When a company does not re-invest 55% of its profit back into the company for new products and new methods for making the same product, it will ultimately fail. In the case of a glass plant, the major cost of operating is the natural gas. When the gas company pumps more air into the gas, reducing the BTUs or the heat in the gas, then oxygen must be added to the natural gas. A 1200 gallon tank of oxygen would be required every three days for a small glass plant.

Most small glass plants in West Virginia drill their own gas well. One marble plant I know, drilled a well about 30’ from the plant, on the bank of the Kanawha River in Parkersburg. This innovation keeps competition at bay.
A new conception of a glass furnace would require a concrete esophagus around a fire brick furnace with 3 dams, 8 troughs 1’ x 16’ x 3.5’ to 2’ on the exit end and 8-4’x 4”x 4” enclosed troughs bringing the glass out from the furnace. Start with the 8 primary colors and as the glass gets dirty, change to the next darkest color. This method would extend use over a 4 year period before the furnace would need replacing. Fire brick blisters with heat and turns to cinders, falling into the molten glass, requiring a furnace shut-down every 4 years.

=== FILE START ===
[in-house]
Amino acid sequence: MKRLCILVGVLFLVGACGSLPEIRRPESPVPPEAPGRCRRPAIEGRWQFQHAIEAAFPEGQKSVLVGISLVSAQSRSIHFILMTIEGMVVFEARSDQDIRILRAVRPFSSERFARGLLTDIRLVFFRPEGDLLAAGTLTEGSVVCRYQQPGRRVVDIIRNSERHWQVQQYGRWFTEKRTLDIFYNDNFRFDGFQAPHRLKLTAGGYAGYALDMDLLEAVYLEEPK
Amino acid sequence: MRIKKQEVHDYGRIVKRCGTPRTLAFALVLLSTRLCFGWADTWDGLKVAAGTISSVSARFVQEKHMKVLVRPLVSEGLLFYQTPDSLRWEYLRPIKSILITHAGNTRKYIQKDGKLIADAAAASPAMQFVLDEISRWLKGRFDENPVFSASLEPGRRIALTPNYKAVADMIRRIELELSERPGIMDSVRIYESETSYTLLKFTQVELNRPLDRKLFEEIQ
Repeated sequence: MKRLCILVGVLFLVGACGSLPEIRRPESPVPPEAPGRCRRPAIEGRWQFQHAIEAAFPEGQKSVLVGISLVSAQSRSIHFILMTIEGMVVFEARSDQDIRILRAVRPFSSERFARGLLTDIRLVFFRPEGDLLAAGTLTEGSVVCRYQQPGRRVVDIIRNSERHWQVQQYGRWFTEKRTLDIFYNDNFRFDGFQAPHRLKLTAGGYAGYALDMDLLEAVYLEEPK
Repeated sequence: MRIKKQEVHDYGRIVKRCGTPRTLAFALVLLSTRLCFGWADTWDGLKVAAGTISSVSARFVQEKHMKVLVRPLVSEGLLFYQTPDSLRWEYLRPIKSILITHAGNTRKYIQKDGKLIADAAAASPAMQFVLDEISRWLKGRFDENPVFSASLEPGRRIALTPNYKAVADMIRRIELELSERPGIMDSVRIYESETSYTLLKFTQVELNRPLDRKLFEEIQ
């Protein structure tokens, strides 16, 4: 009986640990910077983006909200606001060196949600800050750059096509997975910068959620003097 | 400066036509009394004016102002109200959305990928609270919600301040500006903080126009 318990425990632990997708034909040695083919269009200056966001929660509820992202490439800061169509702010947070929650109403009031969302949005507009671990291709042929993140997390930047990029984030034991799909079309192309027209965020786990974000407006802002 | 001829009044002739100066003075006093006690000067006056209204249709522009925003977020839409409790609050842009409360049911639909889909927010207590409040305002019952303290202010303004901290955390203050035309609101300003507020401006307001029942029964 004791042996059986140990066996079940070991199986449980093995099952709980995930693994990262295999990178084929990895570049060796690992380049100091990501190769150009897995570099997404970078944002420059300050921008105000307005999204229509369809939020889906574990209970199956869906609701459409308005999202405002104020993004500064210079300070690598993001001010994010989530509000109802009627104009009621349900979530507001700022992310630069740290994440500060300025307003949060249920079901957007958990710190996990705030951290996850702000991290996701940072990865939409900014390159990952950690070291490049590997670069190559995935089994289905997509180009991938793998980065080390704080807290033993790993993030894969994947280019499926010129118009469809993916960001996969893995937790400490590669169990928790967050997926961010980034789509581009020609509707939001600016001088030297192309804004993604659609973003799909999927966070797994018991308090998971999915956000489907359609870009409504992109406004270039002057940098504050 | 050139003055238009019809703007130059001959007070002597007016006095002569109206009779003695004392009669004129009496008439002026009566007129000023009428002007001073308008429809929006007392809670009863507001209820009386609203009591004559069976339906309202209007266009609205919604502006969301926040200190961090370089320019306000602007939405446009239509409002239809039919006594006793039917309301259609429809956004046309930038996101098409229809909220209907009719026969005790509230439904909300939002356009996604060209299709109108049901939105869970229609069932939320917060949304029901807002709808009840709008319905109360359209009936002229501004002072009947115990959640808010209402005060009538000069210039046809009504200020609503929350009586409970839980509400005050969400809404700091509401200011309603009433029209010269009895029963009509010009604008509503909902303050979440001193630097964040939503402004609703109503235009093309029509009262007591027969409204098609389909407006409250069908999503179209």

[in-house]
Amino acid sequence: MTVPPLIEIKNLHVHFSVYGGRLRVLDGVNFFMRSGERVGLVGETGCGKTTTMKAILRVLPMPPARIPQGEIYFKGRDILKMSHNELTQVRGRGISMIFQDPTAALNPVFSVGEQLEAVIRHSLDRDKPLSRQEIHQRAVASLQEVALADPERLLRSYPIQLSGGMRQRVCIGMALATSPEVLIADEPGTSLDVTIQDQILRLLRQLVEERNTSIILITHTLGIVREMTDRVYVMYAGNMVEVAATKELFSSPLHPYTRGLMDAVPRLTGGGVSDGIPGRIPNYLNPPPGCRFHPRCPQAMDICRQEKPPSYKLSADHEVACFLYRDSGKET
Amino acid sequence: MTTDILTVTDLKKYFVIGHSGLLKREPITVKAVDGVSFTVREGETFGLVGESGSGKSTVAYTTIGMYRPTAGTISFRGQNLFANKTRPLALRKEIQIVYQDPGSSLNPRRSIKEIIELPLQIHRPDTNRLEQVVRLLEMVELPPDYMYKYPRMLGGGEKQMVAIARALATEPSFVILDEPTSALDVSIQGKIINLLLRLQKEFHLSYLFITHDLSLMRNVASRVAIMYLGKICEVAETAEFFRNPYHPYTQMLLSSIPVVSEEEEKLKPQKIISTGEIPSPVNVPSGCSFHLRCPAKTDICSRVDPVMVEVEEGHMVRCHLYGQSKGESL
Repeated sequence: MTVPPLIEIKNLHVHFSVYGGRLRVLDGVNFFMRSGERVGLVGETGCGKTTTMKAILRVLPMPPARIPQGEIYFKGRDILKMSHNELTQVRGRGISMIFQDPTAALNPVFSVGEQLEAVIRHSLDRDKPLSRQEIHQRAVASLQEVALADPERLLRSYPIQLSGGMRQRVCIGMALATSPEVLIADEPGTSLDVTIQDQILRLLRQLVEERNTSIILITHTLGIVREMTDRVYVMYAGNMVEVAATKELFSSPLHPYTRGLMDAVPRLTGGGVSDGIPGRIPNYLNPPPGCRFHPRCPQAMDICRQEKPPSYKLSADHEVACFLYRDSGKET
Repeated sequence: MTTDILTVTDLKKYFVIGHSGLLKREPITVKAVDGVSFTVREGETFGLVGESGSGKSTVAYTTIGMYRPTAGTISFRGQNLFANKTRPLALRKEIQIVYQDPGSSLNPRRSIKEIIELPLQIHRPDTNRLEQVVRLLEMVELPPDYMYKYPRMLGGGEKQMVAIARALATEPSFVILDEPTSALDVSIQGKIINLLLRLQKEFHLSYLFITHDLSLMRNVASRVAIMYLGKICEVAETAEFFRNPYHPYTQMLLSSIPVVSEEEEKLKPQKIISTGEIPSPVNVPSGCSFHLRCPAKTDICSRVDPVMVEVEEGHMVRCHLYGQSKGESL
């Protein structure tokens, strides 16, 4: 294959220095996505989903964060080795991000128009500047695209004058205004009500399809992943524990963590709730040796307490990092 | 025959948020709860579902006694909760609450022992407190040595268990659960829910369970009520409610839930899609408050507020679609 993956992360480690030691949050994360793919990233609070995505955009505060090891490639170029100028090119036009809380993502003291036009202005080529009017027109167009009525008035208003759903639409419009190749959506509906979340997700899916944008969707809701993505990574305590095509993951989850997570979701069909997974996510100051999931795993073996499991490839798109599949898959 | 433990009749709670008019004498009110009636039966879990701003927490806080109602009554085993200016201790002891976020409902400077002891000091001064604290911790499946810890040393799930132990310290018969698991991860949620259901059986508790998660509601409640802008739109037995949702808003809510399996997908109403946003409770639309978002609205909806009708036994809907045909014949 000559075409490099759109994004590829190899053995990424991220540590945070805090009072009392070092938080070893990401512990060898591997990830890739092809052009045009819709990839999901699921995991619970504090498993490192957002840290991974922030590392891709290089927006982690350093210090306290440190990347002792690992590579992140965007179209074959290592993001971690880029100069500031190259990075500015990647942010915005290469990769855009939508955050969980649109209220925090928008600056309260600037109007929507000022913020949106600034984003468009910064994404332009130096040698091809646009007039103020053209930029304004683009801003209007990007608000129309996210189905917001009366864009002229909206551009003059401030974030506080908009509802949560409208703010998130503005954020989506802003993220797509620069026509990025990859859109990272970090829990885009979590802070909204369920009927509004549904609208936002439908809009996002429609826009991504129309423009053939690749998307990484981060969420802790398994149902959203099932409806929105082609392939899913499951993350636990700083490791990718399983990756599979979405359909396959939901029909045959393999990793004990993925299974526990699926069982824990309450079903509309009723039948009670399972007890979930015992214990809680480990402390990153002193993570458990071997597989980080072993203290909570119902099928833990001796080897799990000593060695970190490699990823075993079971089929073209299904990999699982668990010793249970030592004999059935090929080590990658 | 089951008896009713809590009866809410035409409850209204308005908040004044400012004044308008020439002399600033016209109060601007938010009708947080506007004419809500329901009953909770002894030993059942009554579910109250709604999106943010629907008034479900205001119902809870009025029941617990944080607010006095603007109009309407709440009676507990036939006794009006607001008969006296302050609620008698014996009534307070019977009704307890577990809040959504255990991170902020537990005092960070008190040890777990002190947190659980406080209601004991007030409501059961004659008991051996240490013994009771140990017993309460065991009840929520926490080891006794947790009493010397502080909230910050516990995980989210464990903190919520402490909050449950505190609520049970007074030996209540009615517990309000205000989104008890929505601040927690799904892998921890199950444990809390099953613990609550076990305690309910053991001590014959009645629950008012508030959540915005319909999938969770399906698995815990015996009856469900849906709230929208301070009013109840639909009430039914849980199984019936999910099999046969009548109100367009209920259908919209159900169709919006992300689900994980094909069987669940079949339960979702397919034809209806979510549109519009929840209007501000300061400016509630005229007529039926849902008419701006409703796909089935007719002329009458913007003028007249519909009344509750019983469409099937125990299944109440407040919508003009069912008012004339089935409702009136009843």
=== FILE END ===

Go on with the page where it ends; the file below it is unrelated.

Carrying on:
Some glass plants reclaimed the used heat to help fire their furnaces. The old conception used checkers made from fire brick. The new method utilizes steel ingots placed in a pre-determined pattern under the floor of the furnace for the greatest concentration of heat before the flue gasses are allowed to escape.  This super-heated 1000 degree air will be sent to an electric driven turbine compressor similar to a jet engine with 8 – 2” x 14” cylinders for natural gas,  like a radial engine around the turbine where the super-heated air exhaust and natural gas are expelled under  compressed high pressure through a small orifice into the super-heated air.  The cylinders will be timed. As one empties, the next one will start and so on……..This super-heated air and gas will enter the furnace above the glass; never directly onto the glass. The gas usage would be cut significantly and not use oxygen. Have you ever looked up at a con-trail and seen puffs about 50’ apart? These are explosions in the jet engine that drive the plane. The same thing occurs with this turbine.